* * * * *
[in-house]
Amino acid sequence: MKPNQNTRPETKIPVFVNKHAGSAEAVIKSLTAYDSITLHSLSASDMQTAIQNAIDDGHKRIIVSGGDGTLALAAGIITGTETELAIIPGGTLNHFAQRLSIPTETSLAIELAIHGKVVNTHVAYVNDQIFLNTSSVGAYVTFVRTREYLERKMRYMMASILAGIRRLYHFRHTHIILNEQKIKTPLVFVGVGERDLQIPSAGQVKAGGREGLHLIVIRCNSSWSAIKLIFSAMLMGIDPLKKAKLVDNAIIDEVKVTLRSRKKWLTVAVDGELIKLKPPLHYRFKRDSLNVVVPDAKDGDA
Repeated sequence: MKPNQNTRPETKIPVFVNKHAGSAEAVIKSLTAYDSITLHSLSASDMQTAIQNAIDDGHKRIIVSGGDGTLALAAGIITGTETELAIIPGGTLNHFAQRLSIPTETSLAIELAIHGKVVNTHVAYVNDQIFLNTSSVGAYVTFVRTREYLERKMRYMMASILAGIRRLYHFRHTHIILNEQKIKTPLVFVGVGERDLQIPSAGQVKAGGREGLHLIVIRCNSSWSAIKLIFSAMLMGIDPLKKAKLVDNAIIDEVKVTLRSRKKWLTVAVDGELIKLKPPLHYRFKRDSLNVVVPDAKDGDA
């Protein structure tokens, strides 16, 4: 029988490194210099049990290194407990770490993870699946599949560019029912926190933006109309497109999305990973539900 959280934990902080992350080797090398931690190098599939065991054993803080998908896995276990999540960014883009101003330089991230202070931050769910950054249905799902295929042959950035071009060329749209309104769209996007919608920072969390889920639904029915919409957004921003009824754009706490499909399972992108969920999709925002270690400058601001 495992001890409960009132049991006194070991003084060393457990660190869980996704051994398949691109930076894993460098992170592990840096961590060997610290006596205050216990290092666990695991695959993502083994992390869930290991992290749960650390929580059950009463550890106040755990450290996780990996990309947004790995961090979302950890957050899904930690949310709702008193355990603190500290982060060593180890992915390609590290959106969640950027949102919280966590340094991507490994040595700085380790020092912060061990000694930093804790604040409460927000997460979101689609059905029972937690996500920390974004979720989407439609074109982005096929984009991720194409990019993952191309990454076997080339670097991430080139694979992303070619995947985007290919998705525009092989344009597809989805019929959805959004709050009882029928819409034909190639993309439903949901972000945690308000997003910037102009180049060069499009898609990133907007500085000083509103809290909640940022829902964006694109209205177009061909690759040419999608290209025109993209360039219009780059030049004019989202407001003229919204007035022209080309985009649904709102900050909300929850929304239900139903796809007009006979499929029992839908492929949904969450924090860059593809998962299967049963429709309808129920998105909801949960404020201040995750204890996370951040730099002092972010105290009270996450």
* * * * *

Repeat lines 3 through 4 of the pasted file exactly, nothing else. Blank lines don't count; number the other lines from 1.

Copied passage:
Repeated sequence: MKPNQNTRPETKIPVFVNKHAGSAEAVIKSLTAYDSITLHSLSASDMQTAIQNAIDDGHKRIIVSGGDGTLALAAGIITGTETELAIIPGGTLNHFAQRLSIPTETSLAIELAIHGKVVNTHVAYVNDQIFLNTSSVGAYVTFVRTREYLERKMRYMMASILAGIRRLYHFRHTHIILNEQKIKTPLVFVGVGERDLQIPSAGQVKAGGREGLHLIVIRCNSSWSAIKLIFSAMLMGIDPLKKAKLVDNAIIDEVKVTLRSRKKWLTVAVDGELIKLKPPLHYRFKRDSLNVVVPDAKDGDA
């Protein structure tokens, strides 16, 4: 029988490194210099049990290194407990770490993870699946599949560019029912926190933006109309497109999305990973539900 959280934990902080992350080797090398931690190098599939065991054993803080998908896995276990999540960014883009101003330089991230202070931050769910950054249905799902295929042959950035071009060329749209309104769209996007919608920072969390889920639904029915919409957004921003009824754009706490499909399972992108969920999709925002270690400058601001 495992001890409960009132049991006194070991003084060393457990660190869980996704051994398949691109930076894993460098992170592990840096961590060997610290006596205050216990290092666990695991695959993502083994992390869930290991992290749960650390929580059950009463550890106040755990450290996780990996990309947004790995961090979302950890957050899904930690949310709702008193355990603190500290982060060593180890992915390609590290959106969640950027949102919280966590340094991507490994040595700085380790020092912060061990000694930093804790604040409460927000997460979101689609059905029972937690996500920390974004979720989407439609074109982005096929984009991720194409990019993952191309990454076997080339670097991430080139694979992303070619995947985007290919998705525009092989344009597809989805019929959805959004709050009882029928819409034909190639993309439903949901972000945690308000997003910037102009180049060069499009898609990133907007500085000083509103809290909640940022829902964006694109209205177009061909690759040419999608290209025109993209360039219009780059030049004019989202407001003229919204007035022209080309985009649904709102900050909300929850929304239900139903796809007009006979499929029992839908492929949904969450924090860059593809998962299967049963429709309808129920998105909801949960404020201040995750204890996370951040730099002092972010105290009270996450």